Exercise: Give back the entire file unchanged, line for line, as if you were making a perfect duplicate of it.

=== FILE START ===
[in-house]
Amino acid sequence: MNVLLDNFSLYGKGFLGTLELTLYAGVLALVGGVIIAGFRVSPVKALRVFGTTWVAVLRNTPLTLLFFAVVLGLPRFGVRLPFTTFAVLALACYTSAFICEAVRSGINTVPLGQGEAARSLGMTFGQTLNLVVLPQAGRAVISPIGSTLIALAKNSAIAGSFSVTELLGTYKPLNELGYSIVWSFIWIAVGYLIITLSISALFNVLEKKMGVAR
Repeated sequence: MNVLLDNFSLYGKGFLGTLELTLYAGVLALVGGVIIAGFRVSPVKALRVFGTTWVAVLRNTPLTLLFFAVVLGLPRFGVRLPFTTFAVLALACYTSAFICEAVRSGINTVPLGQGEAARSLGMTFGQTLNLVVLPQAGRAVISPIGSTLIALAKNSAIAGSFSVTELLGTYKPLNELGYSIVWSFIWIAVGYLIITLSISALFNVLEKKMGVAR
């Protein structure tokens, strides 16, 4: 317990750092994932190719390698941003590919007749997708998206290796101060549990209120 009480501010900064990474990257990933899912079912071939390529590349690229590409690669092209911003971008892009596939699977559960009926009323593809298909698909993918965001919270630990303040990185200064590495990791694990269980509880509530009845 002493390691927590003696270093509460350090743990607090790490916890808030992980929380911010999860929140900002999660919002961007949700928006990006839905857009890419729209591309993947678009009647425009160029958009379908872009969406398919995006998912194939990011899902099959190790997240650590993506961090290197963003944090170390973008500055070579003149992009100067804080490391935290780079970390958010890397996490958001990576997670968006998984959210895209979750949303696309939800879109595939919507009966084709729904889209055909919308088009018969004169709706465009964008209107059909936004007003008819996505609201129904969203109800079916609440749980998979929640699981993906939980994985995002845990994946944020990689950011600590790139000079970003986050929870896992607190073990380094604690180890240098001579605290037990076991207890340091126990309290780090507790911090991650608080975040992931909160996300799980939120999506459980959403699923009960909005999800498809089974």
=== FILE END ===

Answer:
[in-house]
Amino acid sequence: MNVLLDNFSLYGKGFLGTLELTLYAGVLALVGGVIIAGFRVSPVKALRVFGTTWVAVLRNTPLTLLFFAVVLGLPRFGVRLPFTTFAVLALACYTSAFICEAVRSGINTVPLGQGEAARSLGMTFGQTLNLVVLPQAGRAVISPIGSTLIALAKNSAIAGSFSVTELLGTYKPLNELGYSIVWSFIWIAVGYLIITLSISALFNVLEKKMGVAR
Repeated sequence: MNVLLDNFSLYGKGFLGTLELTLYAGVLALVGGVIIAGFRVSPVKALRVFGTTWVAVLRNTPLTLLFFAVVLGLPRFGVRLPFTTFAVLALACYTSAFICEAVRSGINTVPLGQGEAARSLGMTFGQTLNLVVLPQAGRAVISPIGSTLIALAKNSAIAGSFSVTELLGTYKPLNELGYSIVWSFIWIAVGYLIITLSISALFNVLEKKMGVAR
């Protein structure tokens, strides 16, 4: 317990750092994932190719390698941003590919007749997708998206290796101060549990209120 009480501010900064990474990257990933899912079912071939390529590349690229590409690669092209911003971008892009596939699977559960009926009323593809298909698909993918965001919270630990303040990185200064590495990791694990269980509880509530009845 002493390691927590003696270093509460350090743990607090790490916890808030992980929380911010999860929140900002999660919002961007949700928006990006839905857009890419729209591309993947678009009647425009160029958009379908872009969406398919995006998912194939990011899902099959190790997240650590993506961090290197963003944090170390973008500055070579003149992009100067804080490391935290780079970390958010890397996490958001990576997670968006998984959210895209979750949303696309939800879109595939919507009966084709729904889209055909919308088009018969004169709706465009964008209107059909936004007003008819996505609201129904969203109800079916609440749980998979929640699981993906939980994985995002845990994946944020990689950011600590790139000079970003986050929870896992607190073990380094604690180890240098001579605290037990076991207890340091126990309290780090507790911090991650608080975040992931909160996300799980939120999506459980959403699923009960909005999800498809089974």